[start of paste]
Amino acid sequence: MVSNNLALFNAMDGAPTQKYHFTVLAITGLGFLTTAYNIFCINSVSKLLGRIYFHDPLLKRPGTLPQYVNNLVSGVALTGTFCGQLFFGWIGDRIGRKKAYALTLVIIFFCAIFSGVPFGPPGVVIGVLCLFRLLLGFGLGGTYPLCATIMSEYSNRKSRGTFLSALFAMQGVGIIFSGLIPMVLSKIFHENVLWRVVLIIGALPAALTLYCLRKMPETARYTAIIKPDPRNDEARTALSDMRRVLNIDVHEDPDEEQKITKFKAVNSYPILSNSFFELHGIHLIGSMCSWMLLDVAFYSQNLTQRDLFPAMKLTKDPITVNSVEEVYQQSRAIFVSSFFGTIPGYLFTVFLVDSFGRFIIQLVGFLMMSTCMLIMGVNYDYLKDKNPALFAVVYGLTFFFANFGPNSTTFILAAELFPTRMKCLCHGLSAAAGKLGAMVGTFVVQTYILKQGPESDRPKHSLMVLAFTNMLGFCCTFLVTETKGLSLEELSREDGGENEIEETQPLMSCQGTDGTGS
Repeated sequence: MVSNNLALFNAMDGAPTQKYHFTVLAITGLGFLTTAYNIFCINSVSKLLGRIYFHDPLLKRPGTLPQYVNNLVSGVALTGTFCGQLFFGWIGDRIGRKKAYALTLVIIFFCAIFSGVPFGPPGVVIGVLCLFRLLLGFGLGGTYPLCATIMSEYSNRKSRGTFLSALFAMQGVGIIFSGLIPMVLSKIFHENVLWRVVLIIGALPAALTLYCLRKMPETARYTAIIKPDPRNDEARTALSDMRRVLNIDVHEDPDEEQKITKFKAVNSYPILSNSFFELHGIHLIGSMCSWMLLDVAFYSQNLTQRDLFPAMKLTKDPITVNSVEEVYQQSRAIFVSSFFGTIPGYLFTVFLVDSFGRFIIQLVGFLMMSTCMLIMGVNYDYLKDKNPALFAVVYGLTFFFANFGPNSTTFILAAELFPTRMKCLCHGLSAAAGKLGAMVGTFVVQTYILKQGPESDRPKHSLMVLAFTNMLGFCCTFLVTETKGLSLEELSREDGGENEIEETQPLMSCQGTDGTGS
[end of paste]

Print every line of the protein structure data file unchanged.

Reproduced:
Amino acid sequence: MVSNNLALFNAMDGAPTQKYHFTVLAITGLGFLTTAYNIFCINSVSKLLGRIYFHDPLLKRPGTLPQYVNNLVSGVALTGTFCGQLFFGWIGDRIGRKKAYALTLVIIFFCAIFSGVPFGPPGVVIGVLCLFRLLLGFGLGGTYPLCATIMSEYSNRKSRGTFLSALFAMQGVGIIFSGLIPMVLSKIFHENVLWRVVLIIGALPAALTLYCLRKMPETARYTAIIKPDPRNDEARTALSDMRRVLNIDVHEDPDEEQKITKFKAVNSYPILSNSFFELHGIHLIGSMCSWMLLDVAFYSQNLTQRDLFPAMKLTKDPITVNSVEEVYQQSRAIFVSSFFGTIPGYLFTVFLVDSFGRFIIQLVGFLMMSTCMLIMGVNYDYLKDKNPALFAVVYGLTFFFANFGPNSTTFILAAELFPTRMKCLCHGLSAAAGKLGAMVGTFVVQTYILKQGPESDRPKHSLMVLAFTNMLGFCCTFLVTETKGLSLEELSREDGGENEIEETQPLMSCQGTDGTGS
Repeated sequence: MVSNNLALFNAMDGAPTQKYHFTVLAITGLGFLTTAYNIFCINSVSKLLGRIYFHDPLLKRPGTLPQYVNNLVSGVALTGTFCGQLFFGWIGDRIGRKKAYALTLVIIFFCAIFSGVPFGPPGVVIGVLCLFRLLLGFGLGGTYPLCATIMSEYSNRKSRGTFLSALFAMQGVGIIFSGLIPMVLSKIFHENVLWRVVLIIGALPAALTLYCLRKMPETARYTAIIKPDPRNDEARTALSDMRRVLNIDVHEDPDEEQKITKFKAVNSYPILSNSFFELHGIHLIGSMCSWMLLDVAFYSQNLTQRDLFPAMKLTKDPITVNSVEEVYQQSRAIFVSSFFGTIPGYLFTVFLVDSFGRFIIQLVGFLMMSTCMLIMGVNYDYLKDKNPALFAVVYGLTFFFANFGPNSTTFILAAELFPTRMKCLCHGLSAAAGKLGAMVGTFVVQTYILKQGPESDRPKHSLMVLAFTNMLGFCCTFLVTETKGLSLEELSREDGGENEIEETQPLMSCQGTDGTGS